Jewellery used in body modification is usually plain. The use of simple silver studs, rings, and earrings predominates. Common jewellery pieces such as earrings are a form of body modification, as they are accommodated by creating a small hole in the ear.
Padaung women in Myanmar place large golden rings around their necks. From as early as five years old, girls are introduced to their first neck ring. Over the years, more rings are added. In addition to the twenty-plus pounds of rings on her neck, a woman will also wear just as many rings on her calves too. At their extent, some necks modified like this can reach 10-15 inches long. The practice has obvious health impacts, however, and has in recent years declined from cultural norm to tourist curiosity. Tribes related to the Paduang, as well as other cultures throughout the world, use jewellery to stretch their earlobes or enlarge ear piercings. In the Americas, labrets have been worn since before first contact by Innu and First Nations peoples of the northwest coast. Lip plates are worn by the African Mursi and Sara people, as well as some South American peoples.
In the late 20th century, the influence of modern primitivism led to many of these practices being incorporated into western subcultures. Many of these practices rely on a combination of body modification and decorative objects, thus keeping the distinction between these two types of decoration blurred.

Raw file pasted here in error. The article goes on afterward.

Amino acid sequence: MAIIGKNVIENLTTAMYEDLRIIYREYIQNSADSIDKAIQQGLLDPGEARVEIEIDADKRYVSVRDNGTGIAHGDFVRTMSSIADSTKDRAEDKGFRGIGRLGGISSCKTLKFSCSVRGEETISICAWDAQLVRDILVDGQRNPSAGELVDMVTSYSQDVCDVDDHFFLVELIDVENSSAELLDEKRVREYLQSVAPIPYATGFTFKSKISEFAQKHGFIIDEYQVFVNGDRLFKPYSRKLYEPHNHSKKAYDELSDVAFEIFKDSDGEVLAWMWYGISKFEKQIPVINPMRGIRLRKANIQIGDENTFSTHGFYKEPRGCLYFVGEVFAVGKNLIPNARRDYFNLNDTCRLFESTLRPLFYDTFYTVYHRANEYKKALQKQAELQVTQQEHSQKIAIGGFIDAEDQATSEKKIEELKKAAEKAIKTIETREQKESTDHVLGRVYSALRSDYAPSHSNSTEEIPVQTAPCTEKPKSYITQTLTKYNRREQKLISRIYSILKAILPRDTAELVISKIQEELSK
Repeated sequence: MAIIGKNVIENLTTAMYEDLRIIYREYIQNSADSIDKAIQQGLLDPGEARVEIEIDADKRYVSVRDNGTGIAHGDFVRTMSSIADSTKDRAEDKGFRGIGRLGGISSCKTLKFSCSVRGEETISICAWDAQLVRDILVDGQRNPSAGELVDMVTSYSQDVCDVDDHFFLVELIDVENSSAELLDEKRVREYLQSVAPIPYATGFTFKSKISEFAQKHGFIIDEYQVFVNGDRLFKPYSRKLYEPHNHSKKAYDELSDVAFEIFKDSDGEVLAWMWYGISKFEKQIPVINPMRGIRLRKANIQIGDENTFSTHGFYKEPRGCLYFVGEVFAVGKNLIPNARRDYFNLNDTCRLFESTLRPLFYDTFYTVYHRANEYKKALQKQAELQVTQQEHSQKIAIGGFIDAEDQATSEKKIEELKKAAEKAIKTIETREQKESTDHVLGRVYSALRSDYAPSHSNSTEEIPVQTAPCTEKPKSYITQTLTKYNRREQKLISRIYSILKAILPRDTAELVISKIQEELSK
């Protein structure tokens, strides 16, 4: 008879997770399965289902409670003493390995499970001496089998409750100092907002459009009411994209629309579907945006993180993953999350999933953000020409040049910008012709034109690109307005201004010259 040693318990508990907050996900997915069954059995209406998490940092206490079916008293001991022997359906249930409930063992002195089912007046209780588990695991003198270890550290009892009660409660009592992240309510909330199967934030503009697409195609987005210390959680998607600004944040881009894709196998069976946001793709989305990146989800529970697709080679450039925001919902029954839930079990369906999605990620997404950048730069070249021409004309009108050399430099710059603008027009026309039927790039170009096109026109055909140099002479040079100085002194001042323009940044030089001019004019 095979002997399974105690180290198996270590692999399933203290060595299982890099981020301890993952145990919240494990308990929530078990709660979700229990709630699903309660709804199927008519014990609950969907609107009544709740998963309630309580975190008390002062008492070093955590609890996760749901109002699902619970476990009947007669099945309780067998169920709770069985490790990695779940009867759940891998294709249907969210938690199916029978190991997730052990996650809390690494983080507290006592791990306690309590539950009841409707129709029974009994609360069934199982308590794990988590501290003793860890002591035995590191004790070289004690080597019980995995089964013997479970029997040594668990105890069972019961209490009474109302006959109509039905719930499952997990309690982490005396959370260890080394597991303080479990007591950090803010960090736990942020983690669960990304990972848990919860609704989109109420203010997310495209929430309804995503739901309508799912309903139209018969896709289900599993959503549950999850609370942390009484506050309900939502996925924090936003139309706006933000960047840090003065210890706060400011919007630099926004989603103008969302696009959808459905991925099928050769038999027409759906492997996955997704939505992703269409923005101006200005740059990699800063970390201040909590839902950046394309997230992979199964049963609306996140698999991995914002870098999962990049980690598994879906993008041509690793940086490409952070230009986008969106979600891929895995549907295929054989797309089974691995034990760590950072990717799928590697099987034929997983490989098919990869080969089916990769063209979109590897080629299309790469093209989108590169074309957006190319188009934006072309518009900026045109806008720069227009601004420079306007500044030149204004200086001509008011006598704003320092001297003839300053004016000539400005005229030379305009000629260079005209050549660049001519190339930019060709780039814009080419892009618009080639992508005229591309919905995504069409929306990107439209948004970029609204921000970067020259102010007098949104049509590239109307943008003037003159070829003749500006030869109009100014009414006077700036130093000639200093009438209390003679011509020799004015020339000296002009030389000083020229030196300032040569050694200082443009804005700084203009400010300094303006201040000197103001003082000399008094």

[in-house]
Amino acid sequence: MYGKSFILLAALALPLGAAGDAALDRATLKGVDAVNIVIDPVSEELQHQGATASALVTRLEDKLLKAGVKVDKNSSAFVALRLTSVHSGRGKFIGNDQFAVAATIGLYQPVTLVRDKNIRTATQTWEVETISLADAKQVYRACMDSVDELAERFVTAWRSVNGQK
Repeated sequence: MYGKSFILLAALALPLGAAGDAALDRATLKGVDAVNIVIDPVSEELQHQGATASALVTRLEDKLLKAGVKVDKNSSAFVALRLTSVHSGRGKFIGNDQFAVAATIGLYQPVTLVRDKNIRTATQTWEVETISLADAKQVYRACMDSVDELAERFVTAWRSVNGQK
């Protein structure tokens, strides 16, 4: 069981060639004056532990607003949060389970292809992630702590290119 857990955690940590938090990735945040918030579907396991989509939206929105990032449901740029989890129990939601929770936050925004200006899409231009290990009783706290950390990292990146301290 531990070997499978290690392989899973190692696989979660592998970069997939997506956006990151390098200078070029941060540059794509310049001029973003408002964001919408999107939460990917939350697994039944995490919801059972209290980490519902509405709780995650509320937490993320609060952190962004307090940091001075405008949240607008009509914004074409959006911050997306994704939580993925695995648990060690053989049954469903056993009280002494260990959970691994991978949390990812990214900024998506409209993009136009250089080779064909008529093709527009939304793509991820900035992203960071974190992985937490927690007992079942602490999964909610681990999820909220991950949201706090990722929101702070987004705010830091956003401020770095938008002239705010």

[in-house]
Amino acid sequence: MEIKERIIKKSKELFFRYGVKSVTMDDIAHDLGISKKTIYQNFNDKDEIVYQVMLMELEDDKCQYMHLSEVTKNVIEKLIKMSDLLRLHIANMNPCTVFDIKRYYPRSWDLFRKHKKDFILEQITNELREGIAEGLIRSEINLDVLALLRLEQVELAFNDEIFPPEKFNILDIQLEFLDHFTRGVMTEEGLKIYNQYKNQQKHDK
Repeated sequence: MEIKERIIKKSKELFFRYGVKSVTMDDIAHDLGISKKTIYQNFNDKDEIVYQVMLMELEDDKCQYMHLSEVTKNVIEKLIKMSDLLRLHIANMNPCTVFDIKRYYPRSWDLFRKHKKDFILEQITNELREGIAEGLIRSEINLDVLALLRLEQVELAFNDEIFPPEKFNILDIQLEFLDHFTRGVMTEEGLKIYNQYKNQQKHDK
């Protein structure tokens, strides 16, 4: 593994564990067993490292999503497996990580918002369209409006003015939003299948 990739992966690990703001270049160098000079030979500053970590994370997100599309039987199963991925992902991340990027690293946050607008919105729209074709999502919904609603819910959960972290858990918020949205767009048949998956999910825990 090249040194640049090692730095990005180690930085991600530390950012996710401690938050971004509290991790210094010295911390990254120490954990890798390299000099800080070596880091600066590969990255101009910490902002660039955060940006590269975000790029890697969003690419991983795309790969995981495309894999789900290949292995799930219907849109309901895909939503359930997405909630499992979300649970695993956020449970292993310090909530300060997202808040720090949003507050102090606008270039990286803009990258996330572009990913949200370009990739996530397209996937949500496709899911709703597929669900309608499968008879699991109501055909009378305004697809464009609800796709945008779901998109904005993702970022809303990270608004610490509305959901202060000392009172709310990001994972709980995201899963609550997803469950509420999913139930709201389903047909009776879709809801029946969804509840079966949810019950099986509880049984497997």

In many cultures, jewellery is used as a temporary body modifier, with, in some cases, hooks or even objects as large as bike bars being placed into the recipient's skin. Although this procedure is often carried out by tribal or semi-tribal groups, often acting under a trance during religious ceremonies, this practice has seeped into western culture. Many extreme-jewellery shops now cater to people wanting large hooks or spikes set into their skin. Most often, these hooks are used in conjunction with pulleys to hoist the recipient into the air. This practice is said to give an erotic feeling to the person and some couples have even performed their marriage ceremony whilst being suspended by hooks.
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Famous quotes containing the word body:
“I thought no more was needed
Youth to prolong
Than dumb-bell and foil
To keep the body young.
O who could have foretold
That the heart grows old?”
—William Butler Yeats (18651939)